And if you want to take it personally, of course we can deal with the spread of antibiotic resistant bacteria, or pesticide resistant pests, or drug resistant parasites, and so on.

These all get back to the basic problem: Yes, we can control the spread of any of these things, if we’re willing to pay the bill and restructure our lives around not spreading it.  The problem is, it takes resources and energy to do so.  Whether it’s something that infects plants or people, the simplest way to halt infections is to clean, sterilize, throw out infected material or incinerate it, and so on.  If you want to stop the production of greenhouse gases, you can’t burn it, it might emit methane from a dump.  Your best choice is to compost it, but that won’t necessarily sterilize it, or reuse and recycle it (you want to recycle and reuse medical waste?  Good luck with it).  To put it more generally, stopping infection is about stopping transmission.  Living sustainably requires (ideally) facilitating the transmission of everything into a new use.   Unfortunately, we live in a time when we’re going to need to do both increased sanitation (public health is more reliable than miracle drugs), and increased recycling.  Simultaneously doing both of these safely or efficiently is a difficult problem.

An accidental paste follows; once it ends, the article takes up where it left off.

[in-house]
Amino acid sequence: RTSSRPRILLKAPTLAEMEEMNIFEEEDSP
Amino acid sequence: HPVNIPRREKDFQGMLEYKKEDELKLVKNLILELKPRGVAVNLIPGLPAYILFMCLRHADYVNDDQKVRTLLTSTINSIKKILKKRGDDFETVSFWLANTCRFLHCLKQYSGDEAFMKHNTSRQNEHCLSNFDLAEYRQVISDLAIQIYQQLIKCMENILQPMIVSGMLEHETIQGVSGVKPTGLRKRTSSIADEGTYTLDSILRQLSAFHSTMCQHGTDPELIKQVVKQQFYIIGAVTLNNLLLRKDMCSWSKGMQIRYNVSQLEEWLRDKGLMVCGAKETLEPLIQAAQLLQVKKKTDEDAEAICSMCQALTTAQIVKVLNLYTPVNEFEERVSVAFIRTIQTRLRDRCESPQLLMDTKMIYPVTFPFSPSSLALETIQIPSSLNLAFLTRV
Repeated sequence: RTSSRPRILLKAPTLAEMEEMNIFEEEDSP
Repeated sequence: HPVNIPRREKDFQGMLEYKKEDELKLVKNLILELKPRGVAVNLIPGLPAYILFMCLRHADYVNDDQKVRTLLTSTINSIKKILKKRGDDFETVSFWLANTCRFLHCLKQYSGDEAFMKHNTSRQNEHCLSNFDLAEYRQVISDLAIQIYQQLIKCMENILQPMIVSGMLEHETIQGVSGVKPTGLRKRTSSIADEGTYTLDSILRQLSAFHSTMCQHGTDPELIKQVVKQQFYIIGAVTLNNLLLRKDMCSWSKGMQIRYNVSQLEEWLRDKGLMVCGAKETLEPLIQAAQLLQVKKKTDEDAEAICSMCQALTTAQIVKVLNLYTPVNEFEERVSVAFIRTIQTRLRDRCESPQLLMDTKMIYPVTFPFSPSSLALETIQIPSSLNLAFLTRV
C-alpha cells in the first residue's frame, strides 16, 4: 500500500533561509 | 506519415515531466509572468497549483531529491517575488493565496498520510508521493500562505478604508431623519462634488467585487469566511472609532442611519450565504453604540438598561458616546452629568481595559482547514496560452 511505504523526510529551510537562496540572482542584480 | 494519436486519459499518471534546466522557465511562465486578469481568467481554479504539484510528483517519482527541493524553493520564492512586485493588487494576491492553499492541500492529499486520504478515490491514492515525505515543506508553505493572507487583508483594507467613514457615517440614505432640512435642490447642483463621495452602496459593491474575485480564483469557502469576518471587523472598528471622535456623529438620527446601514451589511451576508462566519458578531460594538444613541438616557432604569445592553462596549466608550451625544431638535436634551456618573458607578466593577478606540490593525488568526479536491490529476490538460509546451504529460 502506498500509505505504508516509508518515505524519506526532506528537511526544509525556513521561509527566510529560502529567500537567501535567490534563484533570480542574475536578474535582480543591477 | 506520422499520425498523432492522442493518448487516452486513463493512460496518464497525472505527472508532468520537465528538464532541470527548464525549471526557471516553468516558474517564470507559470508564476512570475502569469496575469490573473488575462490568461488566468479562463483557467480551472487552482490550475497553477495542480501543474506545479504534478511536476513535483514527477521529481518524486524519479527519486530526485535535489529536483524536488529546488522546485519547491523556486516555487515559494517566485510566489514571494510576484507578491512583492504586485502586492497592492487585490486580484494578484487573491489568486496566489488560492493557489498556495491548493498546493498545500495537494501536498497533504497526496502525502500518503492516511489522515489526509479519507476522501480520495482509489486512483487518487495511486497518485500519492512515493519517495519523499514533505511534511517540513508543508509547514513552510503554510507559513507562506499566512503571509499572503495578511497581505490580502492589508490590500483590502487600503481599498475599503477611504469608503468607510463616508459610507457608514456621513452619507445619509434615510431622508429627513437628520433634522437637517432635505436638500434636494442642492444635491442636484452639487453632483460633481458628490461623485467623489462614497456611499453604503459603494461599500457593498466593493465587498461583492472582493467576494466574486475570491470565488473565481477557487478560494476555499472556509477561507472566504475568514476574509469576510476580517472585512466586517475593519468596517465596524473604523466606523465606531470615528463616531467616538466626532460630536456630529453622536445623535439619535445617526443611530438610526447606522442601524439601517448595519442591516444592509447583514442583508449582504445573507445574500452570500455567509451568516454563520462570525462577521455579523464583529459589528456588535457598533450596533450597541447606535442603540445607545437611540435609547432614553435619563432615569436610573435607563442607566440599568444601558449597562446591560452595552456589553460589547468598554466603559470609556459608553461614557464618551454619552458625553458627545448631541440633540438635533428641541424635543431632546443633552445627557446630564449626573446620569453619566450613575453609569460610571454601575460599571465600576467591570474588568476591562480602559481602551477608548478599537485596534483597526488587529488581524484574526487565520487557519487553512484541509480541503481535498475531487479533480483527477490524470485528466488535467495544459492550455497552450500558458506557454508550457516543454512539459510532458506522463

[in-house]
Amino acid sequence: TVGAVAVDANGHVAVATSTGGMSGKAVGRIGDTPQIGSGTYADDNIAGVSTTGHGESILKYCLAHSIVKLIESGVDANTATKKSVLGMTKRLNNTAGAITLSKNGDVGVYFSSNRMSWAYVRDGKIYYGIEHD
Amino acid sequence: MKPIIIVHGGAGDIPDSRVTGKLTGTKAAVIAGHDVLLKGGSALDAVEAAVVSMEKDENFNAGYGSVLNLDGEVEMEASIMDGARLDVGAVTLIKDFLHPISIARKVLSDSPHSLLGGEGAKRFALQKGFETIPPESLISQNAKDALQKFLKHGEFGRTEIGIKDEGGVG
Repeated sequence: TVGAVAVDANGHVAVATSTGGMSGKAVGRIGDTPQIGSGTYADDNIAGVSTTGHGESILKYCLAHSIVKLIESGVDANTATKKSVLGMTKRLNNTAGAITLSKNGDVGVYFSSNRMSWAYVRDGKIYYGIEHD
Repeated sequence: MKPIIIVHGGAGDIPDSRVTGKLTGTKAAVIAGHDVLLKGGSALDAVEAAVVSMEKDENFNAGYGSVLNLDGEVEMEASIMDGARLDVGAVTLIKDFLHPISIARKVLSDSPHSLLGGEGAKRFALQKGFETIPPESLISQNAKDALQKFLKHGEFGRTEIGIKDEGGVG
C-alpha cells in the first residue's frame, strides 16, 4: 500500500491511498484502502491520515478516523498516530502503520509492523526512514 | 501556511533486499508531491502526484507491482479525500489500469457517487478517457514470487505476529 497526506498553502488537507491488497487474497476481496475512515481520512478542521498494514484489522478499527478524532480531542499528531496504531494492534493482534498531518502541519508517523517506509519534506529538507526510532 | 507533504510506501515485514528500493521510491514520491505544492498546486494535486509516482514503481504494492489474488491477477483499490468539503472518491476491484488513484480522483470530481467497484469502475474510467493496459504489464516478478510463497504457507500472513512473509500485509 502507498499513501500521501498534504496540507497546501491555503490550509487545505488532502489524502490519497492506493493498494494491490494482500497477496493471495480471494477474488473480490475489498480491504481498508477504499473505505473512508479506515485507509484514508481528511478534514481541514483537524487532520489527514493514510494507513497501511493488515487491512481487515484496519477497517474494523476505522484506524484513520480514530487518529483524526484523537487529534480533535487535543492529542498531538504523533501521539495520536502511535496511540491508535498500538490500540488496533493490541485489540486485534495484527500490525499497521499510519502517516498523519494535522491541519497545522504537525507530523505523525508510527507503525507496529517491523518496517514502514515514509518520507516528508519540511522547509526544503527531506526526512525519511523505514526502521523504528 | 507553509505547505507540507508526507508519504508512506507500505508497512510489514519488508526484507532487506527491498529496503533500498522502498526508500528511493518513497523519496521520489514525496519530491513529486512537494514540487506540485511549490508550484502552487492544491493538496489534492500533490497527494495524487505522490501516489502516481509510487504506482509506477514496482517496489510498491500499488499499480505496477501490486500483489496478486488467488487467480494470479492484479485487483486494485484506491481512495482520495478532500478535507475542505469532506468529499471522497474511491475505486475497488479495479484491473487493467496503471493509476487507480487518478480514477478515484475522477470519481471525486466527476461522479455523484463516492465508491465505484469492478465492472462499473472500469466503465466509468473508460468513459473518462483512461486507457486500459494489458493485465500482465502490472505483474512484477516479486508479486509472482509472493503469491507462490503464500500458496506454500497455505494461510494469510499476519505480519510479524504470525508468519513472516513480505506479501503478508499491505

Fortunately, with the case of greenwaste, it only took about a year of yelling for Cal Recycle to acknowledge that there was a real problem with their greenwaste plan.  That’s pretty fast for a bureaucracy.  I’ll give them credit for that.  Getting the hospital workers to be better about sanitation seems to be a bit harder.  But that’s another story…

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8 Comments so far
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Combine incineration and power production. That would at least be a start.

Comment by Mike Darke

Five comments on this, to start with:
1. You’re probably the millionth person to think of this.
2. The existing biomass-to-energy plants are going out of business, because both natural gas and now wind and solar are cheaper.